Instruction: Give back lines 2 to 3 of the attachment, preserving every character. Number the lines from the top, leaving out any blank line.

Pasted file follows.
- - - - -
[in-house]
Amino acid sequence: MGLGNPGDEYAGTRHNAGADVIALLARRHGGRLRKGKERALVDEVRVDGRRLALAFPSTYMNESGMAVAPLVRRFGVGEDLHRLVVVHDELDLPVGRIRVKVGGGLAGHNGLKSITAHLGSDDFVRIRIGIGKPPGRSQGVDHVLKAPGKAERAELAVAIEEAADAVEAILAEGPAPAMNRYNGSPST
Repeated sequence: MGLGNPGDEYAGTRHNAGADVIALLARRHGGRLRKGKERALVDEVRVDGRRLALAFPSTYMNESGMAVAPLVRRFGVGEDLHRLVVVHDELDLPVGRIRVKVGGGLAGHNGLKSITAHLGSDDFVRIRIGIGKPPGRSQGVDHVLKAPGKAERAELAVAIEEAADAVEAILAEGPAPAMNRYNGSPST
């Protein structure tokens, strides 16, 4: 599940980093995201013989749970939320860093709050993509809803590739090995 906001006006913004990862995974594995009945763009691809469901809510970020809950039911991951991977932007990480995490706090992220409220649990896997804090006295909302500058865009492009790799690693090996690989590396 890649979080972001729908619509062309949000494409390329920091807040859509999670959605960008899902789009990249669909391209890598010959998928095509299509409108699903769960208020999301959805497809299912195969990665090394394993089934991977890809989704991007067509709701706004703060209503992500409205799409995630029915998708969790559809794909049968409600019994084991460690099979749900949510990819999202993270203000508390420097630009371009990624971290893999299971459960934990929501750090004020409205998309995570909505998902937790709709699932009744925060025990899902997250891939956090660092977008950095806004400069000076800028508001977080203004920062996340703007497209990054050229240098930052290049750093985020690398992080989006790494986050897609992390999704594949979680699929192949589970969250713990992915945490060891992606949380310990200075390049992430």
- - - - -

Amino acid sequence: MGLGNPGDEYAGTRHNAGADVIALLARRHGGRLRKGKERALVDEVRVDGRRLALAFPSTYMNESGMAVAPLVRRFGVGEDLHRLVVVHDELDLPVGRIRVKVGGGLAGHNGLKSITAHLGSDDFVRIRIGIGKPPGRSQGVDHVLKAPGKAERAELAVAIEEAADAVEAILAEGPAPAMNRYNGSPST
Repeated sequence: MGLGNPGDEYAGTRHNAGADVIALLARRHGGRLRKGKERALVDEVRVDGRRLALAFPSTYMNESGMAVAPLVRRFGVGEDLHRLVVVHDELDLPVGRIRVKVGGGLAGHNGLKSITAHLGSDDFVRIRIGIGKPPGRSQGVDHVLKAPGKAERAELAVAIEEAADAVEAILAEGPAPAMNRYNGSPST